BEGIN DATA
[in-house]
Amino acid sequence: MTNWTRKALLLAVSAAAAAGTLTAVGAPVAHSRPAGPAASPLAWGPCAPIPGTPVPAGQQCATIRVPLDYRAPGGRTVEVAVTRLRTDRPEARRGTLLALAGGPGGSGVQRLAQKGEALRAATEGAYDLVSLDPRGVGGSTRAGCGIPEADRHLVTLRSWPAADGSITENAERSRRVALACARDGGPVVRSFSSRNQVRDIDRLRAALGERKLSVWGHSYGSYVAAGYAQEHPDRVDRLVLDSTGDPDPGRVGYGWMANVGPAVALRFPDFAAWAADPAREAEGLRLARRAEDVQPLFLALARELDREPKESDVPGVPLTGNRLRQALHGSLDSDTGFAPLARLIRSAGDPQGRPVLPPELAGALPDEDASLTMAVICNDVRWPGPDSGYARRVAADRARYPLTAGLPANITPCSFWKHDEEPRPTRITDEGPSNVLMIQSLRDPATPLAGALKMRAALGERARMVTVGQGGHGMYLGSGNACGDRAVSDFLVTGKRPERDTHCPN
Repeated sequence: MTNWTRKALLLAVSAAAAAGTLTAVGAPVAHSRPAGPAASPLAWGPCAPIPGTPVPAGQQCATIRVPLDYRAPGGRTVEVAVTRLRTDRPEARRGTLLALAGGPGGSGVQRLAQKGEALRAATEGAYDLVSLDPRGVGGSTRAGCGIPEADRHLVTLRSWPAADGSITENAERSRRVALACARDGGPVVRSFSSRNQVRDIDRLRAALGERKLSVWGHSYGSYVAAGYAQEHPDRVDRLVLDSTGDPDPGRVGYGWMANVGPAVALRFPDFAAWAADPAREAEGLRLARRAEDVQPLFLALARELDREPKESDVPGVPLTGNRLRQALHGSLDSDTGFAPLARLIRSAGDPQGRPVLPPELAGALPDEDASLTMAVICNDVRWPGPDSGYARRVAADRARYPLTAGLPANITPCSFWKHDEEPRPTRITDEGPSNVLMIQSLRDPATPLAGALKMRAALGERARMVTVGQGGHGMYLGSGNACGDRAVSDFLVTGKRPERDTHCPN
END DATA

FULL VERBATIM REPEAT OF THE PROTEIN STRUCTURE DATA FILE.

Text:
[in-house]
Amino acid sequence: MTNWTRKALLLAVSAAAAAGTLTAVGAPVAHSRPAGPAASPLAWGPCAPIPGTPVPAGQQCATIRVPLDYRAPGGRTVEVAVTRLRTDRPEARRGTLLALAGGPGGSGVQRLAQKGEALRAATEGAYDLVSLDPRGVGGSTRAGCGIPEADRHLVTLRSWPAADGSITENAERSRRVALACARDGGPVVRSFSSRNQVRDIDRLRAALGERKLSVWGHSYGSYVAAGYAQEHPDRVDRLVLDSTGDPDPGRVGYGWMANVGPAVALRFPDFAAWAADPAREAEGLRLARRAEDVQPLFLALARELDREPKESDVPGVPLTGNRLRQALHGSLDSDTGFAPLARLIRSAGDPQGRPVLPPELAGALPDEDASLTMAVICNDVRWPGPDSGYARRVAADRARYPLTAGLPANITPCSFWKHDEEPRPTRITDEGPSNVLMIQSLRDPATPLAGALKMRAALGERARMVTVGQGGHGMYLGSGNACGDRAVSDFLVTGKRPERDTHCPN
Repeated sequence: MTNWTRKALLLAVSAAAAAGTLTAVGAPVAHSRPAGPAASPLAWGPCAPIPGTPVPAGQQCATIRVPLDYRAPGGRTVEVAVTRLRTDRPEARRGTLLALAGGPGGSGVQRLAQKGEALRAATEGAYDLVSLDPRGVGGSTRAGCGIPEADRHLVTLRSWPAADGSITENAERSRRVALACARDGGPVVRSFSSRNQVRDIDRLRAALGERKLSVWGHSYGSYVAAGYAQEHPDRVDRLVLDSTGDPDPGRVGYGWMANVGPAVALRFPDFAAWAADPAREAEGLRLARRAEDVQPLFLALARELDREPKESDVPGVPLTGNRLRQALHGSLDSDTGFAPLARLIRSAGDPQGRPVLPPELAGALPDEDASLTMAVICNDVRWPGPDSGYARRVAADRARYPLTAGLPANITPCSFWKHDEEPRPTRITDEGPSNVLMIQSLRDPATPLAGALKMRAALGERARMVTVGQGGHGMYLGSGNACGDRAVSDFLVTGKRPERDTHCPN